Matthew J. Townsend, MD, MSc, MPP1, Shilpa Grover, MD, MPH2 1Harvard Medical School, Durham, NC; 2Brigham & Women's Hospital, Boston, MA
Introduction: Pancreatic immune-related adverse events (irAE), including acute pancreatitis, occur in 2-4% of patients treated with immune checkpoint inhibitors (ICI). Guidelines recommend high-dose steroids and withdrawal/cessation of ICI in patients with ICI pancreatitis. Management of ICI pancreatitis refractory to steroids or recurrent during steroid taper is unclear. We present two cases of ICI pancreatitis treated with infliximab after inadequate steroid response.
Case Description/Methods: Patient A: A 63-year-old woman with melanoma metastatic to the lung treated with wedge resection and pembrolizumab was found on routine abdominal CT after 15 cycles to have diffuse pancreatic enlargement and fat stranding. She was asymptomatic with hyperlipasemia (700 U/L) consistent with ICI pancreatitis. Lipase trended down weekly on a prednisone taper from 1mg/kg. Directly after the taper she again developed epigastric pain, hyperlipasemia (908 U/L) and pancreatitis on CT/MRCP. The patient was treated with IV methylprednisolone (1 mg/kg) followed by oral steroid taper. Infliximab (5mg/kg) was trialed for ICI pancreatitis given its recurrence shortly following prednisone taper. Her abdominal pain improved within 48 hours. Another dose of infliximab and a short steroid taper were given one month later in the setting of ongoing hyperlipasemia and mild abdominal pain. In 3 weeks lipase had normalized and pain and pancreatic edema on CT had resolved without recurrence (one year of follow up). Patient B: A 73-year-old man with metastatic melanoma who received 3 cycles of pembrolizumab with no prior irAE presented with acute epigastric pain. He was found to have hyperlipasemia (289 U/L) and pancreatic edema with fat stranding on PET-CT. He received IV methylprednisone (1mg/kg) followed by prednisone taper. Twice on attempts to taper to 15mg, he developed recurrent epigastric pain and hyperlipasemia and required higher-dose steroid. Infliximab was initiated given two failed attempts to taper steroids. After one infusion his abdominal pain and lipase improved without recurrence. Repeat CT abdominal imaging at 5 and 8 months showed a normal pancreas.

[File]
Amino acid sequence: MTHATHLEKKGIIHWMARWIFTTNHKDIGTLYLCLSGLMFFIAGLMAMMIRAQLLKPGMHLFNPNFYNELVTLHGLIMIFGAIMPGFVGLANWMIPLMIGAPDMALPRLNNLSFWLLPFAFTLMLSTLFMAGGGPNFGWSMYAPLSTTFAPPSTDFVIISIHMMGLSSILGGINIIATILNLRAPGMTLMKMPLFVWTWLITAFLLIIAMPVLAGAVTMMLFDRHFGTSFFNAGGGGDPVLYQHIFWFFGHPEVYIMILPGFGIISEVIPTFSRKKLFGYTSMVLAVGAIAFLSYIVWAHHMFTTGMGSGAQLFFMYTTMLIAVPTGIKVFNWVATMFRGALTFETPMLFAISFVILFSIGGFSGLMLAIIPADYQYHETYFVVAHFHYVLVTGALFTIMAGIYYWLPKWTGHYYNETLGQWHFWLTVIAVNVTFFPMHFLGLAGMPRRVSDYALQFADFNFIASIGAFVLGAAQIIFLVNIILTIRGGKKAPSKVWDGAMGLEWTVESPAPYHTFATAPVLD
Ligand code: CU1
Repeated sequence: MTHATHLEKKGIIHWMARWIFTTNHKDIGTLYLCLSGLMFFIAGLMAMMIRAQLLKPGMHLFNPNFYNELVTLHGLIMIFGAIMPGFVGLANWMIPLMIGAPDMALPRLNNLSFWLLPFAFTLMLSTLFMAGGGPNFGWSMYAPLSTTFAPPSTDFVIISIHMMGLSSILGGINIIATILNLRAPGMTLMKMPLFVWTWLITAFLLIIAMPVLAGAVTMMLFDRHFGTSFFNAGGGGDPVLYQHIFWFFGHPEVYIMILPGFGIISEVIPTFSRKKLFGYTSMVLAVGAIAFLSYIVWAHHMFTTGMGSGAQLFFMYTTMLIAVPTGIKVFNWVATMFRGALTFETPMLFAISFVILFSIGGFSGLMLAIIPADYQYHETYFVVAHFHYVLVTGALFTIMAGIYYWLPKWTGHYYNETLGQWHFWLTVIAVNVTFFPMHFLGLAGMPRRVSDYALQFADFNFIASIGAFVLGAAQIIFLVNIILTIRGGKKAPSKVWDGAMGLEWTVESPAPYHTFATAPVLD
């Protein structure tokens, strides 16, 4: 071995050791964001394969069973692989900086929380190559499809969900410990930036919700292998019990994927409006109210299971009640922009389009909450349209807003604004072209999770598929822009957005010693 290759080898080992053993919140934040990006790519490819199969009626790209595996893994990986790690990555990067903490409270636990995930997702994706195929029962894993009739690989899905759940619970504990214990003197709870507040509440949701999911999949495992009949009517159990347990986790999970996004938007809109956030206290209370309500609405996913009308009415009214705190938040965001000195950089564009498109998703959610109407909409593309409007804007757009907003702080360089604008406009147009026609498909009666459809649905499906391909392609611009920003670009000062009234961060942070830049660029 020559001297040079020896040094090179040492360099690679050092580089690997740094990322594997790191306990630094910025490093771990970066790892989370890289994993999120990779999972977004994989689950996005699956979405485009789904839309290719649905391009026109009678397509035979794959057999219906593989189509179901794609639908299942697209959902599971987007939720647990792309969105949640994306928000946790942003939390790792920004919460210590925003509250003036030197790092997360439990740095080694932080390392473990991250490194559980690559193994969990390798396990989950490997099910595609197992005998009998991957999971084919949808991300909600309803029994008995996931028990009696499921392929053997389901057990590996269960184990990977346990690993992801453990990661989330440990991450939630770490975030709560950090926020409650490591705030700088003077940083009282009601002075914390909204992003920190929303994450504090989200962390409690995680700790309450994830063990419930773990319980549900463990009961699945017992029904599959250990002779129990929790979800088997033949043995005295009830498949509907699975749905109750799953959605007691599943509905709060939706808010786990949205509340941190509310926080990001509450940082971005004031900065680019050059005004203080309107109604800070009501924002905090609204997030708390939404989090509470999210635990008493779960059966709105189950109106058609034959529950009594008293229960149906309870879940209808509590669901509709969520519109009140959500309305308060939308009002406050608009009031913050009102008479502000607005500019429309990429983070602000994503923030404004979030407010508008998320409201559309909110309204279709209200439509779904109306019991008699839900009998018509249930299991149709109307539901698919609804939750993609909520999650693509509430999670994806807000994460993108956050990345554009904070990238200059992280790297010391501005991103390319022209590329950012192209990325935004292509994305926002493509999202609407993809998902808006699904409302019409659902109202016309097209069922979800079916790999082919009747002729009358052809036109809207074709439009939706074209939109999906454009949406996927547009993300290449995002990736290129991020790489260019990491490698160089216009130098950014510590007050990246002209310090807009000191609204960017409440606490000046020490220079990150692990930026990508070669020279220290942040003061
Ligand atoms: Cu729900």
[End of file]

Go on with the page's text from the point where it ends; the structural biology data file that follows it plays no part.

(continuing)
Discussion: This series is the first to describe infliximab for ICI pancreatitis after inadequate steroid response. Resolution of symptomatic, serologic, and imaging evidence of pancreatic inflammation in these cases suggests infliximab may be a viable second-line treatment for ICI pancreatitis; further study is needed to validate its potential effectiveness for this irAE.
Figure: Treatment course in two patients with immune-related pancreatitis. Serum lipase was graded according to the Common Terminology Criteria for Adverse Events (CTCAE), version 5.0; higher grades correspond to higher severity. Grade 1: Serum lipase >ULN - 1.5 times the upper limit of normal (ULN); Grade 2: >1.5 - 2.0 times ULN, or >2.0 - 5.0 times ULN and asymptomatic; Grade 3: >2.0 - 5.0 times ULN with signs or symptoms, or >5.0 times ULN and asymptomatic; Grade 4: >5.0 times ULN with signs or symptoms. IV methylprednisolone doses were converted to equivalent oral prednisone doses using a conversion factor of 1.25.
Matthew Townsend indicated no relevant financial relationships.
Shilpa Grover: UpToDate, Wolters Kluwer, Inc. – Employee.
Matthew J. Townsend, MD, MSc, MPP1, Shilpa Grover, MD, MPH2. P2167 - Infliximab for Steroid-Refractory Immune Checkpoint Inhibitor-Induced Pancreatitis, ACG 2021 Annual Scientific Meeting Abstracts. Las Vegas, Nevada: American College of Gastroenterology.